Boks must 'play the ref'
Sun, 08 Jun 2014 20:33
It is a mindset change
South Africa were given a sobering reality check - not by the World XV, but by the whims of an Irishman.
The caprice behaviour of referee George Clancy resulted in unconceivable 30-odd penalties and free kicks in the Springboks' 47-13 win over a World XV at Newlands at the weekend.
Bok coach Heyneke Meyer admitted his team will have to be more pliable going forward, given the variables between how Northern Hemisphere and Southern Hemisphere referees look at the game.
"The one thing we have been struggling with, as a team, is that there is a totally different mindset between Super Rugby and Test matches," Meyer said, when asked if he was concerned about the high penalty count.
"In Super Rugby, especially with Southern Hemisphere referees - and I am not criticising the referee - you always get quick ball.
"You are always on the front foot, because referees are very strict on the tackler having to roll clear and hands in."
Meyer said he was "frustrated" at times that his team didn't get quick ball, because he felt they can be awesome when referees follow the laws as stipulated by the IRB.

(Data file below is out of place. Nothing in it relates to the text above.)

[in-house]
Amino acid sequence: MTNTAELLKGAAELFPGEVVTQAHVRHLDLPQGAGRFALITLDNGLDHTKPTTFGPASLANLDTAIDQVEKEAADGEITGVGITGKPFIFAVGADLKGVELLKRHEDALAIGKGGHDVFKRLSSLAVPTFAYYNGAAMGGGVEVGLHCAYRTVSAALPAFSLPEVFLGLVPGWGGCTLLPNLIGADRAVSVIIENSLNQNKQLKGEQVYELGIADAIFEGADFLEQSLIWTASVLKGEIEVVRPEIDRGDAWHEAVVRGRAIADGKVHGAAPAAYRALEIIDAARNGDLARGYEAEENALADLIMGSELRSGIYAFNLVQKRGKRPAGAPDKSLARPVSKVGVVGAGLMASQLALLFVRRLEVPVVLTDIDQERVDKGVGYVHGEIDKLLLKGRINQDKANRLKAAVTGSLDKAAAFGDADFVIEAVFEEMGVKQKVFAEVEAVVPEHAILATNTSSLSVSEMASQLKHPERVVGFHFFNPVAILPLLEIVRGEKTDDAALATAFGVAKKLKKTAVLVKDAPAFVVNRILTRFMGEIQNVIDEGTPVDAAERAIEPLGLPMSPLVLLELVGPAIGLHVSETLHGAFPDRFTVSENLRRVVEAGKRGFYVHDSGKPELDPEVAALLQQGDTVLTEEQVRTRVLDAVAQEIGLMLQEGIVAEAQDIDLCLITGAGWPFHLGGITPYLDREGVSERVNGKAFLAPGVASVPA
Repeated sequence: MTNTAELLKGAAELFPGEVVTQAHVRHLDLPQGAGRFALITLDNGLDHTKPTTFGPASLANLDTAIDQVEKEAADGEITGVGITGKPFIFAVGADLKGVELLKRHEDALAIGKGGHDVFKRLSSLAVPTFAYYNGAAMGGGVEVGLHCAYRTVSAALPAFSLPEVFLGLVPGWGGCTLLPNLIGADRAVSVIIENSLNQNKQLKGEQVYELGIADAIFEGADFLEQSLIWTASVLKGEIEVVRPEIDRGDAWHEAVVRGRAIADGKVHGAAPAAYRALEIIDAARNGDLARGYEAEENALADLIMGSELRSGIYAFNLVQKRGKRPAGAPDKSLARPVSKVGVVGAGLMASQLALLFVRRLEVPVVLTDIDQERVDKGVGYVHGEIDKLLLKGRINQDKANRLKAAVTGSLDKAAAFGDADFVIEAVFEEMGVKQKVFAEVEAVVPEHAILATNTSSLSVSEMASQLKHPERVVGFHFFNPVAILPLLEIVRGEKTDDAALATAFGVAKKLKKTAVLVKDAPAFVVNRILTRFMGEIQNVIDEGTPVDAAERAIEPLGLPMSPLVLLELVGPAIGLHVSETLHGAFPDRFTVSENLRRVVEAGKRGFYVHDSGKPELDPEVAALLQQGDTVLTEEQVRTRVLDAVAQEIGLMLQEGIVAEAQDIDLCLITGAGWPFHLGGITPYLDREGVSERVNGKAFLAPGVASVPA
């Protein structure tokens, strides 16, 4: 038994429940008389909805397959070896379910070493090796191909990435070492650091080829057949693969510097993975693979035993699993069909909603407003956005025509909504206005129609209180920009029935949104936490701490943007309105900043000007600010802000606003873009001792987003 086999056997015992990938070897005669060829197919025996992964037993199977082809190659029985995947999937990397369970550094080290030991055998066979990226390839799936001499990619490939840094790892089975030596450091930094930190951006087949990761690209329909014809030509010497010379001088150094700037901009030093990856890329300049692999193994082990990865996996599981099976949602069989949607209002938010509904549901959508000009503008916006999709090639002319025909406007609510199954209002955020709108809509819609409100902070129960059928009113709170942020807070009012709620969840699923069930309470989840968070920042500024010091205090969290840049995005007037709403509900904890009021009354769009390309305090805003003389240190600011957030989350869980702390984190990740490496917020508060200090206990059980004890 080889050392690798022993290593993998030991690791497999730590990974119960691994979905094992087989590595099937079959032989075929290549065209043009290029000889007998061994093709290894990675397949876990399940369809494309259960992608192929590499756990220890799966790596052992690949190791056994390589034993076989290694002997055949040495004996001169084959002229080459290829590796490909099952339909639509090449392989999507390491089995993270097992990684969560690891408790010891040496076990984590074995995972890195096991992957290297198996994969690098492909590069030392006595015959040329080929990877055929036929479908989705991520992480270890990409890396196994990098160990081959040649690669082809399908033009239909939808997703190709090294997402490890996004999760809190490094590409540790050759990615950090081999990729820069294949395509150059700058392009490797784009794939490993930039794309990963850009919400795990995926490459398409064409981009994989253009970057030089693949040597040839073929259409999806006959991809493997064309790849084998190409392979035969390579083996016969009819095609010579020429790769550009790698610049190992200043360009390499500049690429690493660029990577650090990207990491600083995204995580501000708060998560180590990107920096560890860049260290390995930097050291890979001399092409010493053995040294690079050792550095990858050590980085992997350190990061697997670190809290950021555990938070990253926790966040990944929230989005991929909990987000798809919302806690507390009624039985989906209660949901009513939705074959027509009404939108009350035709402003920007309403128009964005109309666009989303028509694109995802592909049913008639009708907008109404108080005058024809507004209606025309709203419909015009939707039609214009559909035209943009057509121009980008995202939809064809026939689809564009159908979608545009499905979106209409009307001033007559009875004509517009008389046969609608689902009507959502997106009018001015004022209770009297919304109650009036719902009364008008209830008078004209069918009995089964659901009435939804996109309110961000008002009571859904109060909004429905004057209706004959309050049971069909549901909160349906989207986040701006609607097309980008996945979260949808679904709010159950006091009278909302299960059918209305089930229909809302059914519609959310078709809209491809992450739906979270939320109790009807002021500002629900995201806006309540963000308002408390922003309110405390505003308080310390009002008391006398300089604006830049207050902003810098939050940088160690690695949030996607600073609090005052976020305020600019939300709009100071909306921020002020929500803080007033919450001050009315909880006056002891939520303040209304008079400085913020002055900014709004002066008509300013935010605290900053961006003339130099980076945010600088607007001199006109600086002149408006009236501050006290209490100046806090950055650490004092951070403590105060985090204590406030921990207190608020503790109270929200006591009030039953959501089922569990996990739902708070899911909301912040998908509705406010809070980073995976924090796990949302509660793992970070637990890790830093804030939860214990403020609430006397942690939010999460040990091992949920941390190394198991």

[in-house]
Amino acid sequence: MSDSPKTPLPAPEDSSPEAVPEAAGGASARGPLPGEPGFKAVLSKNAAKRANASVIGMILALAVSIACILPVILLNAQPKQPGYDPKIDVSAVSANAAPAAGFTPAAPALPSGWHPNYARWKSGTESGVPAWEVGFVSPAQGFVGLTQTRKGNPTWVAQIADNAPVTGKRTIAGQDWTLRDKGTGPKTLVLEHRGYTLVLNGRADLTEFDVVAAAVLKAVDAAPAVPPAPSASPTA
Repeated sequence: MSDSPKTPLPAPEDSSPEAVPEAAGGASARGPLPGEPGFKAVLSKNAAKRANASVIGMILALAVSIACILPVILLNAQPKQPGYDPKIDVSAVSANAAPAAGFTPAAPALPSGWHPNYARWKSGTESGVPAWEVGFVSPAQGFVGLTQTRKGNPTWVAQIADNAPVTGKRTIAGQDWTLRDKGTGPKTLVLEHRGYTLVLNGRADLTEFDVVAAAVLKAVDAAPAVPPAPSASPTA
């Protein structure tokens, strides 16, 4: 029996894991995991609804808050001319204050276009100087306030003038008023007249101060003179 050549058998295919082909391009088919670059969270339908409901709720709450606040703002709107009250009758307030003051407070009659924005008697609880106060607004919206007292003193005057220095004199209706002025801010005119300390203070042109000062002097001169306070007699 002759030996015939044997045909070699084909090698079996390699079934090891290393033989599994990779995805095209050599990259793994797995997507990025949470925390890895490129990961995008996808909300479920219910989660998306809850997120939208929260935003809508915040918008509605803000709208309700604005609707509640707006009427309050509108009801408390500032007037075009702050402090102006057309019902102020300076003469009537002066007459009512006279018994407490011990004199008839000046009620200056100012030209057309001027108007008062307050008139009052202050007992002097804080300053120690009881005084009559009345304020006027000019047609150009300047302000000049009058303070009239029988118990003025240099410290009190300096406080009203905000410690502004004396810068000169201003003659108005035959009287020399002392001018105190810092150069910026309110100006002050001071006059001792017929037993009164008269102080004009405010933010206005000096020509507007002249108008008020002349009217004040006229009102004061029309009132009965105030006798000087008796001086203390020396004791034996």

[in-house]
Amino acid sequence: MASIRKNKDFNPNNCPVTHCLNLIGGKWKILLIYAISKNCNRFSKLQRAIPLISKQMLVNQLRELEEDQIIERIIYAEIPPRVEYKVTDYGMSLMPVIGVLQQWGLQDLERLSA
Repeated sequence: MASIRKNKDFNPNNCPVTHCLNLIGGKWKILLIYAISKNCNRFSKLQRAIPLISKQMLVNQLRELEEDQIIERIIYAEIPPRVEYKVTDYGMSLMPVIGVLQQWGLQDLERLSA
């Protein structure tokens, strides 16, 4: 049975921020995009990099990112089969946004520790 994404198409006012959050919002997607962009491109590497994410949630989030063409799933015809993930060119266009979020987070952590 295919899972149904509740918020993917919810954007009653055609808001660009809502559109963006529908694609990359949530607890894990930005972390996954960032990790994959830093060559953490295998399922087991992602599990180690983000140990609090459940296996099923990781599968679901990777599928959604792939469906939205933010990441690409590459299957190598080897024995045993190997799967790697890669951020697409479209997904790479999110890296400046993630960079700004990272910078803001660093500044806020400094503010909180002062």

However, he admitted that as a professional side they need to adapt to the referee.
"We sorted that out after the break, but there were unnecessary penalties and that is not good enough," the Bok coach said of his team's first outing at the weekend.
There is no doubt the Boks will have some interesting discussions about the referee, and the way the breakdown is ruled, in the build-up to this coming Saturday's Test against Wales in Durban.
Meyer felt that in the second half at Newlands they were much better and adapted better to the Irish referee.
"That is a mindset change we have to make and that is why I am so thankful for this tough outing we had," he said, adding: "Now we know what it takes to get quick ball against Northern Hemisphere teams."
Meyer said he was happy with his team's performance, despite having held a slender 18-13 lead at the break.
In the end they outscored the star-studded World XV by six tries to one and kept them scoreless in the second half.
"A lot of these guys haven't played together for six months," the Bok coach said, adding that at half-time some harsh words were spoken.
"The greatest thing for me is [there are] no injuries," Meyer said.
His biggest concern - going into the two Tests against Wales (Durban, June 14 and Nelspruit, June 21), as well as the one-off international against Scotland (Port Elizabeth, June 28) - remain the speed of delivery of the team's ruck ball.
By Jan de Koning
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